2. Interview or character sketch. Choose one character and create a fictional interview with that character. Write 5-6 questions that Oprah or someone similar might ask this character followed their responses in Latin. Alternatively, write a well-developed character sketch of your favorite character in the play. Write one paragraph (5-6 sentences) in either first or third person about one character in the play we have seen so far. How does this character act? What does this character feel or think about the others? What does this character want or hope to do (motivation)? Why does s/he act/feel/think this way? Whichever composition you choose, please try to use a variety of vocabulary and sentence structures (e.g., participles, subordinate clauses, indirect speech) as a review. It is perfectly acceptable to use Plautus' language in Mercator and adapt what he wrote. Due: Day 14 at 5:00 p.m.

Class Presentation: Either in pairs or individually, each member of the class will give a 20-25 minute presentation during the second week of block on their area of expertise after reading the appropriate secondary material. These reports should accomplish three things:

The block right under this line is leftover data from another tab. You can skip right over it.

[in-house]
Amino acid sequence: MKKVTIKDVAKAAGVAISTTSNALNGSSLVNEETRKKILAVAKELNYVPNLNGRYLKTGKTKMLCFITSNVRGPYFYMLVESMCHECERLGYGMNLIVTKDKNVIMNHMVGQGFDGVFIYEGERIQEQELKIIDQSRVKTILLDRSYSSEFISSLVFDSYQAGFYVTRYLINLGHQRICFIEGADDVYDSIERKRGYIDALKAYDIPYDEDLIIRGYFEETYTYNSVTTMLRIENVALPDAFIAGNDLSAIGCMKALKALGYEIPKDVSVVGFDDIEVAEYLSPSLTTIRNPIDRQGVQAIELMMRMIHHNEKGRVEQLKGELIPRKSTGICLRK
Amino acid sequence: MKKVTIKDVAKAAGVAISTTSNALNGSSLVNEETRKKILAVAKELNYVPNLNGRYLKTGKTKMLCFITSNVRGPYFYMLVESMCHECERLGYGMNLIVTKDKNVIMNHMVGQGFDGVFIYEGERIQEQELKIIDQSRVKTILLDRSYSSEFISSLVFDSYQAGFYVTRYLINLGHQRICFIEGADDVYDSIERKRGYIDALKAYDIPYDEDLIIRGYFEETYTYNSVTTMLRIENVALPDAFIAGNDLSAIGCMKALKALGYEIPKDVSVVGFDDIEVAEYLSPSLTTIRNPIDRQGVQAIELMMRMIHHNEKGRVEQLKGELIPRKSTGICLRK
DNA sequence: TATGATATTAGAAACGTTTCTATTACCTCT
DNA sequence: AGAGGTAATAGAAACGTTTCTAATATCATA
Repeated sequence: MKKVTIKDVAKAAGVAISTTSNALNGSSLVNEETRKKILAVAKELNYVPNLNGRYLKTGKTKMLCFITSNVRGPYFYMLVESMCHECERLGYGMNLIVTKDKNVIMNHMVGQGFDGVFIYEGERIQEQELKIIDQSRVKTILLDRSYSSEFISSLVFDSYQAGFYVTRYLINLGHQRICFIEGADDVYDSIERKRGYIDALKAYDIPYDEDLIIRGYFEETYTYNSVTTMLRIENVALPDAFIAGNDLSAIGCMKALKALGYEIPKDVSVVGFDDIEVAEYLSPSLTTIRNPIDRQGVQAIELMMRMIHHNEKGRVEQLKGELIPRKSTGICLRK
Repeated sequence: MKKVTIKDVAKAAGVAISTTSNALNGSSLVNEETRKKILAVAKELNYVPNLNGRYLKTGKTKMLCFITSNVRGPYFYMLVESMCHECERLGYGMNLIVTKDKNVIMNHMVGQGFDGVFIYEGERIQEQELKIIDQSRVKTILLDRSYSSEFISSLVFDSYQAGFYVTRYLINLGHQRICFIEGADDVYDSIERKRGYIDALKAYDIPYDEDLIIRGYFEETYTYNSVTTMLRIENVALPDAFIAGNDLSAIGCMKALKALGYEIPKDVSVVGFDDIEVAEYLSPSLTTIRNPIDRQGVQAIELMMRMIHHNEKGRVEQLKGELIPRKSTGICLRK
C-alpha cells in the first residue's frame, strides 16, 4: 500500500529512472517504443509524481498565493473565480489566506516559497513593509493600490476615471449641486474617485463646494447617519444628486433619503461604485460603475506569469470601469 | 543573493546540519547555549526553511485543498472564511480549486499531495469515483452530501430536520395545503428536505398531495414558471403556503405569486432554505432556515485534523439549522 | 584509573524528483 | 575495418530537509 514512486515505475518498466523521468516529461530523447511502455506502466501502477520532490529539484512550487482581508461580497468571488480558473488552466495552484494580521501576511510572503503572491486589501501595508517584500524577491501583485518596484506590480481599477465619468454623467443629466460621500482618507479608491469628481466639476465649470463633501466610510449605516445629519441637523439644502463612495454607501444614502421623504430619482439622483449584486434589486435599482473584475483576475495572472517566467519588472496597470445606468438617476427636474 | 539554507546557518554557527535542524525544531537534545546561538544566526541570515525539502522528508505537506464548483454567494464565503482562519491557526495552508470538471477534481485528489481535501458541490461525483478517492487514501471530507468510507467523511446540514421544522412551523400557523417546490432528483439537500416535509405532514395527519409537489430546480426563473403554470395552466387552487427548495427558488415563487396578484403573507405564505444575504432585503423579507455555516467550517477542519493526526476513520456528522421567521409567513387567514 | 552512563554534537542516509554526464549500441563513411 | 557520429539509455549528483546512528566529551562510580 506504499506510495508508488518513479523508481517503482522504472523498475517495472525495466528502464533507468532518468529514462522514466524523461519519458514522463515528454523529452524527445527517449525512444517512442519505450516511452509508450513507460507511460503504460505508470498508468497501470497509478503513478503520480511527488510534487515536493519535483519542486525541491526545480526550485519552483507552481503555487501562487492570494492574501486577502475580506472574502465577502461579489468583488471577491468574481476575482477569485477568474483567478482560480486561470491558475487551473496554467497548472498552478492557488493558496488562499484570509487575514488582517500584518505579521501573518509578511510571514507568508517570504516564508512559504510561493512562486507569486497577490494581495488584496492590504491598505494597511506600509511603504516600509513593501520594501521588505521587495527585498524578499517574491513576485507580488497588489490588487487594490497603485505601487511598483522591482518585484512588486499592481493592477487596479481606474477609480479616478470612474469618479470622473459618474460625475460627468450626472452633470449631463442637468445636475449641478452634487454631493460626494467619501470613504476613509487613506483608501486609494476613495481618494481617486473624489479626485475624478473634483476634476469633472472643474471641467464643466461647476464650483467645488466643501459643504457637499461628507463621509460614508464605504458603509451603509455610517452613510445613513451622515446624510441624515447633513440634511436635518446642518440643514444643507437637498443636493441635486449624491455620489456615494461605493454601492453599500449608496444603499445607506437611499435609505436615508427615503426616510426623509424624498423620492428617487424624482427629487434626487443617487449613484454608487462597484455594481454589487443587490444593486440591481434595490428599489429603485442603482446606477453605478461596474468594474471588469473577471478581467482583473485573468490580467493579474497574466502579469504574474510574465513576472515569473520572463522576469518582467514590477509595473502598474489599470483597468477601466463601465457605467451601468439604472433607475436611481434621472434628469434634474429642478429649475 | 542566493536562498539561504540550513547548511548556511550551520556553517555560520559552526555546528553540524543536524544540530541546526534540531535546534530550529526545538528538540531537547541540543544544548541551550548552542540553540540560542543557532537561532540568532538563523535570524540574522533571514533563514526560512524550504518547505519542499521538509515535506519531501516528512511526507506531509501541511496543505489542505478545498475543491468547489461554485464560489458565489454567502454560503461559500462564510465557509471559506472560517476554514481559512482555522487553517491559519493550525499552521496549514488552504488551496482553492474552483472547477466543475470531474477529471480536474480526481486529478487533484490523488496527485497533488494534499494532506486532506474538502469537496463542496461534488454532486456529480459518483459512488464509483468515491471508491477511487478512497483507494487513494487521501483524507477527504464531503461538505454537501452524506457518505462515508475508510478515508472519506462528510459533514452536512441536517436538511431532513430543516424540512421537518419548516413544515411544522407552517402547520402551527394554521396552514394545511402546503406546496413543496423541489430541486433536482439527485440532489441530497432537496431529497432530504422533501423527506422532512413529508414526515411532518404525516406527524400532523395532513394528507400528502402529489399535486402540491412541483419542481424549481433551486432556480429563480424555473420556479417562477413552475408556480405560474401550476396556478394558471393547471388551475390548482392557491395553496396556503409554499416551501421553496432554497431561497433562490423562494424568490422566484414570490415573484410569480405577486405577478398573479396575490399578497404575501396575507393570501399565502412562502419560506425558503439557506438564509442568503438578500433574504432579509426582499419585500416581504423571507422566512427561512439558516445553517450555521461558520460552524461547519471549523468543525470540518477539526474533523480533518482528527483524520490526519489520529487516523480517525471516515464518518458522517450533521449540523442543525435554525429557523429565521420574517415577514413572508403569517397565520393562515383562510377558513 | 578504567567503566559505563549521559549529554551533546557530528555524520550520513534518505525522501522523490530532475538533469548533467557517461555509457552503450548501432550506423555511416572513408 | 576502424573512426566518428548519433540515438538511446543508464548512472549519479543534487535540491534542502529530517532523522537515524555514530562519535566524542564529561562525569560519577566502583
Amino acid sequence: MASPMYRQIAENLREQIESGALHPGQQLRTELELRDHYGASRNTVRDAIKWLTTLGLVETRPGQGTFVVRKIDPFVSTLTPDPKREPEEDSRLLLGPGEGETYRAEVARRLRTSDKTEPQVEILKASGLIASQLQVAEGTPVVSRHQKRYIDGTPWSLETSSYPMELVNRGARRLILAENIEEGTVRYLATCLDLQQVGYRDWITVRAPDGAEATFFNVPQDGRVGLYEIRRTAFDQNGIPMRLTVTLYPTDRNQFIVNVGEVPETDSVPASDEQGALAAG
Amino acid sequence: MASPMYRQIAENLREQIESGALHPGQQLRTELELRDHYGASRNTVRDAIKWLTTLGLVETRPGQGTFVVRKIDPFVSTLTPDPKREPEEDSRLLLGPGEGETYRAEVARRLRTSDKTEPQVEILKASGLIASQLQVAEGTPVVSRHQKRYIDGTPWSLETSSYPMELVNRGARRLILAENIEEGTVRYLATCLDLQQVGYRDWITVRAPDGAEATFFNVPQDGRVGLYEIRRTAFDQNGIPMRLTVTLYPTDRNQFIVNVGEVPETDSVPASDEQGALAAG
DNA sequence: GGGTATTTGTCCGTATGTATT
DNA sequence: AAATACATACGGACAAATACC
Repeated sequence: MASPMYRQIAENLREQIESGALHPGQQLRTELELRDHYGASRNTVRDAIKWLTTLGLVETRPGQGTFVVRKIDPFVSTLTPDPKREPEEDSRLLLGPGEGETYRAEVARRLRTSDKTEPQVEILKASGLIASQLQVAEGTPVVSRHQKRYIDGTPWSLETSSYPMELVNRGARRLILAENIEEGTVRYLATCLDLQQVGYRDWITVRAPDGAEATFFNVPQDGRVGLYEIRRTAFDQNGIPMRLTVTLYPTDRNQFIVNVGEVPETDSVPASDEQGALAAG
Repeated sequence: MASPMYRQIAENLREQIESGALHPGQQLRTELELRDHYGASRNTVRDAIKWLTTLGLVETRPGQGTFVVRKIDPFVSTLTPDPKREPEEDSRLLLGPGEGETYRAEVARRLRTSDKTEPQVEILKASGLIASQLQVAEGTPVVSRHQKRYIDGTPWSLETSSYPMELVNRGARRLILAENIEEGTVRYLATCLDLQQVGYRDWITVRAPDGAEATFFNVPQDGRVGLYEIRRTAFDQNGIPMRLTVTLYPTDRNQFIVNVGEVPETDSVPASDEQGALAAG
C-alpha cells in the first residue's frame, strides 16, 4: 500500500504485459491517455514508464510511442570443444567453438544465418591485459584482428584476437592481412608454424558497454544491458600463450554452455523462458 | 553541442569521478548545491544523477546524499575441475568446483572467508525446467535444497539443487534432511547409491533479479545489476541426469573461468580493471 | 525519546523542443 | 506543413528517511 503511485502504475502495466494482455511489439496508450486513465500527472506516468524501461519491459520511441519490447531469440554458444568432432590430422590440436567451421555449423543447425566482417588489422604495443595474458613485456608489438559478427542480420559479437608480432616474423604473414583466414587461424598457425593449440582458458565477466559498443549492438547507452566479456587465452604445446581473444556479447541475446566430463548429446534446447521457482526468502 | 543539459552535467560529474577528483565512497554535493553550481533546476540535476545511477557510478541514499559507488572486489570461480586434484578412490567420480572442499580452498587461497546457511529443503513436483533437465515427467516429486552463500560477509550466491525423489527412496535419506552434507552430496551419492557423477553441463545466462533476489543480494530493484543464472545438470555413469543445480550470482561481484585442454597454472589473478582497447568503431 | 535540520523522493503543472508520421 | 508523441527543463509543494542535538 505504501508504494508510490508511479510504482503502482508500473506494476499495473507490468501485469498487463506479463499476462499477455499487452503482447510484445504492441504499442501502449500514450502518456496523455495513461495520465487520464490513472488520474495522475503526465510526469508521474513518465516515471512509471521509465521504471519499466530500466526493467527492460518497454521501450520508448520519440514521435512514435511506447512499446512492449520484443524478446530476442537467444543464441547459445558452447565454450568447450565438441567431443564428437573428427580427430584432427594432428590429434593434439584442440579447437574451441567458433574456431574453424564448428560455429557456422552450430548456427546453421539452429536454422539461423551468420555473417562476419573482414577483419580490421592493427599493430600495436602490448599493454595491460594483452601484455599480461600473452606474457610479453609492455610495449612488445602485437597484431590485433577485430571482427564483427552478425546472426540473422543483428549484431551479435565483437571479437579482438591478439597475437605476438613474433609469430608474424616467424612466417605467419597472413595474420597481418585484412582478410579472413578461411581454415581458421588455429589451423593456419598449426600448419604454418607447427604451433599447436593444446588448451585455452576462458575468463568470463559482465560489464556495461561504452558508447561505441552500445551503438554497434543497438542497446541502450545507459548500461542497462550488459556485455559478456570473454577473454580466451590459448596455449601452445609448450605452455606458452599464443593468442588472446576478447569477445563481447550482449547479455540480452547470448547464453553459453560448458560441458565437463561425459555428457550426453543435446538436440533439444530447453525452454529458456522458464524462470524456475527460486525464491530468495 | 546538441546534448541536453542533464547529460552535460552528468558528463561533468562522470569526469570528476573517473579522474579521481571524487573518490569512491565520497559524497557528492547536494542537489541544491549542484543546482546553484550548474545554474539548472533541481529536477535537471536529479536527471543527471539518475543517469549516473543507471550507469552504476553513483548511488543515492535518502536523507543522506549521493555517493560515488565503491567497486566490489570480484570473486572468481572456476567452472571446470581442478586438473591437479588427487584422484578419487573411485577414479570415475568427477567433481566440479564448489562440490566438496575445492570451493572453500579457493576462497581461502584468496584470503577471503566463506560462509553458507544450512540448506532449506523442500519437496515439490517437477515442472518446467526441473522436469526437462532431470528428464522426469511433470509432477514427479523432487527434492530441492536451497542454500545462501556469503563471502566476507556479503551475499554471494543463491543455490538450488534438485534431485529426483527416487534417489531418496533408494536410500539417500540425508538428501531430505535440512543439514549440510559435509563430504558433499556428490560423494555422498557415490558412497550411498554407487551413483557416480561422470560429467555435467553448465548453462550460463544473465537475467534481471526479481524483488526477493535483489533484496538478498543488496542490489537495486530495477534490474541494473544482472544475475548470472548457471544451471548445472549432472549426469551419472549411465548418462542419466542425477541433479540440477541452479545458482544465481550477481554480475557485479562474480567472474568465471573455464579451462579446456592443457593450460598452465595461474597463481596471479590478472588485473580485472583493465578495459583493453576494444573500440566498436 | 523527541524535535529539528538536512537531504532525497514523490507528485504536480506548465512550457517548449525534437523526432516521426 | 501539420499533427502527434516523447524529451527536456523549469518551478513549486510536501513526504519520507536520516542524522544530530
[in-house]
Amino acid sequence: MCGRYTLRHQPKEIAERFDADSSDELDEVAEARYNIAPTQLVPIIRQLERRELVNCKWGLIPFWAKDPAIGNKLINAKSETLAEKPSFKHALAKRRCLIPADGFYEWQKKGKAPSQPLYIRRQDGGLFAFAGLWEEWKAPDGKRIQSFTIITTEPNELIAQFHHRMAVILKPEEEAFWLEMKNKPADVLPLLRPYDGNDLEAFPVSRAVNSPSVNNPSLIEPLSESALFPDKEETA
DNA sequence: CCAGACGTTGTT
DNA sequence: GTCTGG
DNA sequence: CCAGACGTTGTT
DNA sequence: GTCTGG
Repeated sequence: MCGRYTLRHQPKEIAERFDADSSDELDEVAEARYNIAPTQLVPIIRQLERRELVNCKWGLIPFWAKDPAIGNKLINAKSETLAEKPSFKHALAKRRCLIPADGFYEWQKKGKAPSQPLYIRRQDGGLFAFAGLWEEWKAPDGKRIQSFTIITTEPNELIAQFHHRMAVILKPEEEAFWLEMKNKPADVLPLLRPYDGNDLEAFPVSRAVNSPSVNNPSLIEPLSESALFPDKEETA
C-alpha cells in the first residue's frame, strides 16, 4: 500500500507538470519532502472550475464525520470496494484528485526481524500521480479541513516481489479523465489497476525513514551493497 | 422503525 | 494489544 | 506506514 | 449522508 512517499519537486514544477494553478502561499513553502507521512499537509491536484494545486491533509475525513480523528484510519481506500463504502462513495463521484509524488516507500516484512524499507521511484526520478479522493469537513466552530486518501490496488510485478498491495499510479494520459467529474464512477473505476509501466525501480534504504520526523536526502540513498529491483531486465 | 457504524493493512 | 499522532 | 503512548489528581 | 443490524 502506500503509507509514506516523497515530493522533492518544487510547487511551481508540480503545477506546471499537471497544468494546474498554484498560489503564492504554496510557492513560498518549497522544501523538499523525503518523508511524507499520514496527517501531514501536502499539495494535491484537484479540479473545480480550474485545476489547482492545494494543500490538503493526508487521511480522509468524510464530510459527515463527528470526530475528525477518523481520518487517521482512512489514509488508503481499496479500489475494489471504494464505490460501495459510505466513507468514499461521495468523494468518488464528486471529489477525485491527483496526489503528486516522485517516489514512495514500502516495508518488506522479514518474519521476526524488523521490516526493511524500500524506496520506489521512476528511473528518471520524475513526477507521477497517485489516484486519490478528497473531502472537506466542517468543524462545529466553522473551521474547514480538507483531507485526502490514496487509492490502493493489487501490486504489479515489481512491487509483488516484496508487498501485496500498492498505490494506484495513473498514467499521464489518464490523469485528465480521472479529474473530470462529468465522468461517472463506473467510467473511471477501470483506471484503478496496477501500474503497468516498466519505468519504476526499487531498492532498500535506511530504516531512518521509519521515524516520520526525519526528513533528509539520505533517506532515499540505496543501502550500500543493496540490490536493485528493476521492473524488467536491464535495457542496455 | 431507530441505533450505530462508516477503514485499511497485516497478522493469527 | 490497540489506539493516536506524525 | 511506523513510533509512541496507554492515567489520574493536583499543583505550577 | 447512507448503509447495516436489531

1. inform the rest of the class about Roman theatrical practice in your area.
  2. apply what you have read to the play we are reading this block
  3. discuss how the ancient practices are/are not being adapted for the class performance.

Each group should present to the class a detailed written summary/outline of the material they read and a discussion how ancient practices intersect with our performance. These reports will be the topic for the essay section of the midterm. Rubric for oral presentation.

Summary/Reaction: In addition, everyone will read one 12-25 page article on Mercator (articles listed in the bibliography) or on some literary aspect of Roman comedy, write a typed, 1-2 page summary and 1-2 page response to it. If you prefer, you may blend the summary and response into one coherent 3-4 page paper (due Day 11). Rubric for summary-response papers.

Midterm and Final: the midterm will include translation/reading comprehension of both prepared and unseen passages, commentary on particular passages (grammatical, dramaturgical, and/or literary), and essay (more general questions about Roman culture and literary interpretation). The final will include the previous as well as the possibility of an unseen passage to translate with the help of a dictionary and your commentary and/or a short Latin composition describing a character in the play.